Wine-thirst of Comus: Of Comus and Pasiphaë

Wine-thirst of Comus is now posted. This is the first of four parts.

We begin with a short prologue, in which the poet fails to explain how he comes to see and hear of these hidden things beyond the veil, unattempted erenow in prose or rhyme, and coming of no known lore of old, nor of Homer, nor of Hesiod:

Next, we learn in brief of the origin and heedless life of a godling, the son of the wine-god and the sea-witch, of his gay revels with a consecrated virgin of Diana’s band, on whom he begets a child.

Whether the gods of old were divine, arising from the Titans, their fathers, whom they slew, who rose in turn from roaring chaos, or whether the Uranian heavens, father and creator of all, held the monarchy of which the tale of Saturn’s rebellion is but half the truth, this tale does not make clear: but it is the learned opinion of many fathers of old that the gods worshipped in the high places of Olympus and Othrys and Parnassus, or to whom infant blood was spilled in sunless groves and grots, were but devils, adorned in shining forms to overawe and deceive the faithless.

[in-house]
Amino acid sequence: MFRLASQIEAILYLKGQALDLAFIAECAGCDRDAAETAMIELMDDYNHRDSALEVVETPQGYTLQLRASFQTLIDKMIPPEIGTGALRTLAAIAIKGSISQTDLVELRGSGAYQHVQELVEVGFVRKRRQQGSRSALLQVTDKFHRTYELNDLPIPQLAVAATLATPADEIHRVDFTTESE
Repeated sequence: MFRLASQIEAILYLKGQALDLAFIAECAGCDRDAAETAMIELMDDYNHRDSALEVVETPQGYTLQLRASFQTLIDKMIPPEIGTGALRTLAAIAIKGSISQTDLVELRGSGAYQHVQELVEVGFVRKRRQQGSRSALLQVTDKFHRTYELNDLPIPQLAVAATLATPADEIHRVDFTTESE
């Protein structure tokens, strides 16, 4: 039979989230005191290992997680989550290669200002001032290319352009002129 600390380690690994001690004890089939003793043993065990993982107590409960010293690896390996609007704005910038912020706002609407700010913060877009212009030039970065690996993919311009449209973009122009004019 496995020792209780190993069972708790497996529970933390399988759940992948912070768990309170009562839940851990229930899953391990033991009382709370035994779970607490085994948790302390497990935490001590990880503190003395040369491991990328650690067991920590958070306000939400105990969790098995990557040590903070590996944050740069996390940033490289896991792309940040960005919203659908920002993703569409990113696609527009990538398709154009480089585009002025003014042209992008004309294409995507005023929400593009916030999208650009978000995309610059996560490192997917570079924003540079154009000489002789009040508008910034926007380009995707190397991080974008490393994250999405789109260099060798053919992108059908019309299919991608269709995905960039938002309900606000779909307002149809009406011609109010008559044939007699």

Whichever the case, let the more delicate reader be forewarned that Comus, the central figure of this written dream, is less than admirable in character.

What else ought one expect of the wine-god’s son?